Mike Bromley, Genon

The revelation this week that as much as 70% of some oregano products could be made up of bulking ingredients serves as a reminder that food fraud hasn’t gone away. 

With the food on our shelves coming from an ever-increasing number of sources worldwide, the number of potential contaminants is vast. However our capability to detect these has been limited by existing technologies.

Current analytical tests require an educated ‘guess’ as to potential contaminants. The presence of each needs to be assessed individually, so detecting any more than a small number of adulterants is not economically feasible. Furthermore, until recently detection methods for most contaminants were not available. This problem was exemplified by another Which? study that was unable to identify the meat found in five different takeaway meals.

Thankfully the technology does now exist to provide a comprehensive picture of the genetic content of any foodstuff. Using the same technological advances that now allow scientists to sequence a whole human genome in a day, it is now possible to simultaneously detect the presence of 7,000 different animal and plant species in a food sample.

This ‘next generation sequencing’ technology means that, for the first time, analysts can ask the question ‘what exactly is in this sample?’ instead of specifying which particular contaminant they are looking for and hoping they are right. Such developments in technology add to the arsenal available to the food industry to support retailers and manufactures in their war on food fraud.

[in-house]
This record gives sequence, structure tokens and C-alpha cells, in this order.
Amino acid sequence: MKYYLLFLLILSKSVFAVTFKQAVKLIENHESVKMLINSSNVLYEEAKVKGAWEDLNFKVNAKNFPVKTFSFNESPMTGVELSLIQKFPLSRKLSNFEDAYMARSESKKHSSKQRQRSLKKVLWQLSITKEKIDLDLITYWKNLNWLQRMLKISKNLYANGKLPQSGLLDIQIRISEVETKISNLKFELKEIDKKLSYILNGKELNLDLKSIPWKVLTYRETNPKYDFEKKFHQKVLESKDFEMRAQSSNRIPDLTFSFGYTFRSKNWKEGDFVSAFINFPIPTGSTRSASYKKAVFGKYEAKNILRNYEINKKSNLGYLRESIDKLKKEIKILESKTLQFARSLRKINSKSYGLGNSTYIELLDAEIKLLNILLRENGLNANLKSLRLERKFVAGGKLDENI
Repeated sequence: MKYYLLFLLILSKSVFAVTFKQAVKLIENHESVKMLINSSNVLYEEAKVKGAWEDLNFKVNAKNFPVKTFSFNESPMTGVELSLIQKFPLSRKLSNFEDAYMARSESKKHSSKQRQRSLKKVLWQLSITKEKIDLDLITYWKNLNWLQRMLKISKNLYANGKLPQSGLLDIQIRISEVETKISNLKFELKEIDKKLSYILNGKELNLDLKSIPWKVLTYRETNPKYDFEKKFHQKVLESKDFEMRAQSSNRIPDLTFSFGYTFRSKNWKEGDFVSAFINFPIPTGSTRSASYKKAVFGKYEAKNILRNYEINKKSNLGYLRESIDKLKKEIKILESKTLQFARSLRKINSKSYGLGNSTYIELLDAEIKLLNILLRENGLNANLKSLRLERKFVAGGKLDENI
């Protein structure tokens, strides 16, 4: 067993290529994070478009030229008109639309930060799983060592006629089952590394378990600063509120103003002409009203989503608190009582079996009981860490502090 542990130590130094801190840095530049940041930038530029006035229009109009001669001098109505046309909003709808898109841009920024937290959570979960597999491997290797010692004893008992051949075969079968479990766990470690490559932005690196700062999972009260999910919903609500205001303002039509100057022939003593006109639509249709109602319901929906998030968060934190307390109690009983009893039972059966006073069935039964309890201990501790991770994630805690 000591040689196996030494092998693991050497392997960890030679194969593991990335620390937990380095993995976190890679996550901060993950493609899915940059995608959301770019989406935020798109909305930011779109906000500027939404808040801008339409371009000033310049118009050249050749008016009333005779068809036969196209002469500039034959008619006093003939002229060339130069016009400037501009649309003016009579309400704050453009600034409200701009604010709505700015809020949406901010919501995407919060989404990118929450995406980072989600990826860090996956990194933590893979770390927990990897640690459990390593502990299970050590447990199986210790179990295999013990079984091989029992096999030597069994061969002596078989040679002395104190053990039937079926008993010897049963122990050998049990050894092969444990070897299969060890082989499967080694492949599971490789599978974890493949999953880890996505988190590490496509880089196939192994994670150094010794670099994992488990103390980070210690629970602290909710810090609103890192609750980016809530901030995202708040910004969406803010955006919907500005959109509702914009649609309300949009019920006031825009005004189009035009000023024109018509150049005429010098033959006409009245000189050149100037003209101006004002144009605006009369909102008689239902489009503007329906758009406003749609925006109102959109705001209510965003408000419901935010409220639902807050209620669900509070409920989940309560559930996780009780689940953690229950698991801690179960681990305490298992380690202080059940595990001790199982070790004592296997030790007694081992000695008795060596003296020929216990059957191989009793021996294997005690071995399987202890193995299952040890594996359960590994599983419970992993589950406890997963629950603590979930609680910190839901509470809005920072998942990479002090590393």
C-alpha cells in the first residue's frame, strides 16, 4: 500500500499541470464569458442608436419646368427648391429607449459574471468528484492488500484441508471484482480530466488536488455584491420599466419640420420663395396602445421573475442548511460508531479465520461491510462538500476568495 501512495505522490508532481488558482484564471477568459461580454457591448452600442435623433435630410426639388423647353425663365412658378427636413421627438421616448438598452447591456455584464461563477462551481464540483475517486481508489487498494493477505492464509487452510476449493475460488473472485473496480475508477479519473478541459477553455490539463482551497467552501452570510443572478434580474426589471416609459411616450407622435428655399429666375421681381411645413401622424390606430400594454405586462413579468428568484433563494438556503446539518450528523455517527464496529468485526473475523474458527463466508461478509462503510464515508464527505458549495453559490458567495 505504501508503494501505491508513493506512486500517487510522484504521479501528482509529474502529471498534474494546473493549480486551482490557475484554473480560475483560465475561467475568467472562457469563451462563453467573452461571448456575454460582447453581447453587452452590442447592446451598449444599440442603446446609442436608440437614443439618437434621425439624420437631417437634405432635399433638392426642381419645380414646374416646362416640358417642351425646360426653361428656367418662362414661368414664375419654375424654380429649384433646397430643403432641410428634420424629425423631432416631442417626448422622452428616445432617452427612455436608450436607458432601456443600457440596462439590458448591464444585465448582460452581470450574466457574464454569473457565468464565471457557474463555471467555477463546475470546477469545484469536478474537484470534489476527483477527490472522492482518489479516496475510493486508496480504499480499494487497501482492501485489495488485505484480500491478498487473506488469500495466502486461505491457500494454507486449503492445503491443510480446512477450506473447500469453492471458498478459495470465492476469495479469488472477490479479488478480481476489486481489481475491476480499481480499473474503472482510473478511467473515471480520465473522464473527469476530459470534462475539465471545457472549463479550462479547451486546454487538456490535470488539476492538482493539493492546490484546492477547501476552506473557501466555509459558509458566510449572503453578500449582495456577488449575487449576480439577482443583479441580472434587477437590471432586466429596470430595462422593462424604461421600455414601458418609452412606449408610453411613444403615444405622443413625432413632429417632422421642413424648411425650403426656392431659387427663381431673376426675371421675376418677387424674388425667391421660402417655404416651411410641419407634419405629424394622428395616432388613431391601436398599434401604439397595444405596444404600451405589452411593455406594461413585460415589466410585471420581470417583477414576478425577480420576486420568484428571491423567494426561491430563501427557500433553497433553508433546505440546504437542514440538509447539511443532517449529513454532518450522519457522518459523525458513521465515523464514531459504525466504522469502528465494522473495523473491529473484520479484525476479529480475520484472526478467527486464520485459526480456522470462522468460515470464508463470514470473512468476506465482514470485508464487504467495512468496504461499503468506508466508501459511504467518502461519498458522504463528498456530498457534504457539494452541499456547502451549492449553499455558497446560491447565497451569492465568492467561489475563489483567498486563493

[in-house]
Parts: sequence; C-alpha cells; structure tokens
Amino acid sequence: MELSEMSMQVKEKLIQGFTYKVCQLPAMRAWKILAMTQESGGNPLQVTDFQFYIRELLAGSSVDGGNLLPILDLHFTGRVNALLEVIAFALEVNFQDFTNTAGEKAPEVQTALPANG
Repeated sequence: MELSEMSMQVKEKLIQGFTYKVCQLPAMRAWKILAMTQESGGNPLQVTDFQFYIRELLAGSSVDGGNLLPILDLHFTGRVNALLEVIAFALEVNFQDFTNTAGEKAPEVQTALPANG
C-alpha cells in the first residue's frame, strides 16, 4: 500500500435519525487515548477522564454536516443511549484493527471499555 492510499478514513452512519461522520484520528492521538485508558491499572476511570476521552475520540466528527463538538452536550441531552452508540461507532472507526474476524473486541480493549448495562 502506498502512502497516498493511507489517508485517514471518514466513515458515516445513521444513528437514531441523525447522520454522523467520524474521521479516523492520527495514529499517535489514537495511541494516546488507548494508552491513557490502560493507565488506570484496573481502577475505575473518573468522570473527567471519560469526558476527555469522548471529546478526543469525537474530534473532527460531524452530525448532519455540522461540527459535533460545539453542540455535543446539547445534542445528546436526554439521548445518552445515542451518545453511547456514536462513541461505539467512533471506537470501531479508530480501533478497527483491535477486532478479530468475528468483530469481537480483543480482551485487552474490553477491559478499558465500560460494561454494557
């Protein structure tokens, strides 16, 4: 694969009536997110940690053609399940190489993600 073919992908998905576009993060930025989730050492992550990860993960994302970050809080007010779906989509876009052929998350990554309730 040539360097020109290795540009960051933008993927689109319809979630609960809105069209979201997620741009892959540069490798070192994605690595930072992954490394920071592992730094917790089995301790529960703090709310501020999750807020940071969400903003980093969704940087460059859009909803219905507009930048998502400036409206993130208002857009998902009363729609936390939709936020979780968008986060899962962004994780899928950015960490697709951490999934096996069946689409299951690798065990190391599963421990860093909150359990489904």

As many food fraud cases don’t present health risks, some may argue that such thoroughness represents overkill. But given that each new case coming to light further erodes consumer confidence, retailers may well take the view that a clean bill of authenticity with each food product they sell is actually what their customers want to see.

Furthermore as such technology comes into common usage fraudsters may also decide that the risks of being caught have finally become too high.

Dr Mike Bromley is founder of Genon Laboratories